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From backpack to briefcase, many of us have felt the fear of stepping into the ‘real world’ once we graduate.
For Sachie Pallimulla, the first step post-uni was a job on a large-scale Chronic Disease and Ageing Research Clinical Project with Monash University, which he describes as being completely “thrown in the deep end”. At only 21 years old, Sachie was working with a diverse set of stakeholders including patients with disability and chronic illness, as well as high level directors, clinicians, allied health professionals and organisations.
A self-described introvert, the experience could have been intensely overwhelming for Sachie, but he was surprised that he felt so comfortable in the contexts he was placed in.
“It was like something had really preconditioned me to perform quite authentically and productively with all of these groups, focusing less on feelings of social anxiety and more on the work itself.”
This focus, drive and ability connect with people from all walks of life has propelled Sachie from strength to strength since graduating with a Bachelor of Medical and Health Sciences (Honours) from UOW in 2018. His current role is as a Senior Clinical Trials Operations Coordinator at the National Health & Medical Research Council (NHMRC) Clinical Trials Centre at the University of Sydney. It is a complex and challenging role that sees Sachie collaborating with a national network of hospitals, state and federal governance bodies, and clinician researchers and professionals, all focused on developing and delivering high-impact clinical trials nationally and internationally.
So, what exactly was it that made Sachie feel so prepared and confident?
Sachie describes how crucial his co-curricular experiences have been in shaping who he is as a person and making him feel ready and capable for almost anything.
As an undergraduate, he was a member of the Student Health Alliance for Rural Populations (SHARP), a Simulated Patient Volunteer, and Anatomy and Physiology Demonstrator – all roles that allowed him to build skills and networks directly related to his academic interests. Sachie served as the President of the UOW Sri Lankan Students’ Society, contributed to the Global Communicators Program and Rotaract community, assisted setting up social events on campus as an events volunteer, represented his Faculty during orientation weeks, and connected many students to co-curricular activities as a UOWx Ambassador.
Pictured above: Sachie (back row, third from right) with fellow UOWx student ambassadors.
“Through these diverse engagements, I realised that not only was I contributing productively to the communities around me but also actively developing myself. I was becoming more patient and accepting of others. I had a clearer view of the world around me. I observed that I became more disciplined and resilient, both socially and professionally. I am grateful that I was able to refine these personal attributes as a young adult and before graduation."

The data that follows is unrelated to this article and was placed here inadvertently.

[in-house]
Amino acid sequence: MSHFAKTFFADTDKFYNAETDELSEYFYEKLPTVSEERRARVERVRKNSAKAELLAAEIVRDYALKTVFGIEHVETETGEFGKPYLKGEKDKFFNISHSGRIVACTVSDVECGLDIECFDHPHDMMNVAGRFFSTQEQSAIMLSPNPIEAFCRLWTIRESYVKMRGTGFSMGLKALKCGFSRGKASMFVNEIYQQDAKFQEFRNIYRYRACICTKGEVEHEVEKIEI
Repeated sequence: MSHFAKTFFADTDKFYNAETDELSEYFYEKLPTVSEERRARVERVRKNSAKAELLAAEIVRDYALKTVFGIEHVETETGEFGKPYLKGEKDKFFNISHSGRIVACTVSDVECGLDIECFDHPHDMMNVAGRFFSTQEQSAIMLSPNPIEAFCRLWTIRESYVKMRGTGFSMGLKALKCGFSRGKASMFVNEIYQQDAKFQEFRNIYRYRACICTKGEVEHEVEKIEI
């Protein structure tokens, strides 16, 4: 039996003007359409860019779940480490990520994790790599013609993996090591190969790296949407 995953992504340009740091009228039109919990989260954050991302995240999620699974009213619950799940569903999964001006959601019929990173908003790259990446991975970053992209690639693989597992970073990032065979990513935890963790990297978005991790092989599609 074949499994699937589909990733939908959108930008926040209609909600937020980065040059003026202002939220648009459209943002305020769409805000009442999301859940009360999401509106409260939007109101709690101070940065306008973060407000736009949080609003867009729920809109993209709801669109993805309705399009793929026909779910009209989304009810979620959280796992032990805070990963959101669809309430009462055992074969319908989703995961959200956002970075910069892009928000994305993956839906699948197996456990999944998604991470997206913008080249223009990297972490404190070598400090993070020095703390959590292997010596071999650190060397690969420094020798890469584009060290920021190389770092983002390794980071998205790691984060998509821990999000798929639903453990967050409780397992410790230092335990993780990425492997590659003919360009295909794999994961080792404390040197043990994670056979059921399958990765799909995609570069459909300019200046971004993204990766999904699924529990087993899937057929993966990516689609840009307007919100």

Sachie’s dedication to his own personal and professional development saw him graduate with the UOWx Award – the mark of an extraordinary graduate. He was also a finalist for the prestigious Chancellor Robert Hope Memorial Prize which acknowledges exceptional academic performance, outstanding leadership, and significant contribution to the University and the wider community.
Formal recognition of Sachie’s commitment to volunteering and community engagement has also played an important role in helping him to stand out for jobs, scholarships, and other opportunities in his career. In 2020, Sachie was awarded a highly competitive postgraduate Commonwealth Supported Place from the University of Sydney to study a Master of Science in Clinical Epidemiology. Such places are hard-won and Sachie believes that his comprehensive list of academic and recognised co-curricular engagements and community contributions is what helped him to get over the line.
Pictured above: Sachie (fourth from left) with fellow UOWx award recipients.
On a recent visit to UOW’s Wollongong campus, Sachie shared his story and advice with current students who hope to also graduate with the UOWx Award. In his address, he stressed the importance of self-reflection and honing the ability to effectively articulate the incredible learning and personal growth that occurs throughout university.
Unsurprisingly, he also encouraged the students to remain dedicated to skill development and community engagement once they have graduated.
“After graduation and whilst working in a full-time job, it can be difficult to find and commit to professional development and skill building activities for career development. My experiences in the UOWx program pre-conditioned me to keep the momentum going. It fundamentally trained me to develop a refined yet liberal eye to identify and create opportunities to learn and grow, whether it be in the workplace or elsewhere. Even prospects that are sizably small can have a substantial impact on one’s professional and personal development and career growth.”
Bachelor of Medical and Health Sciences (Honours)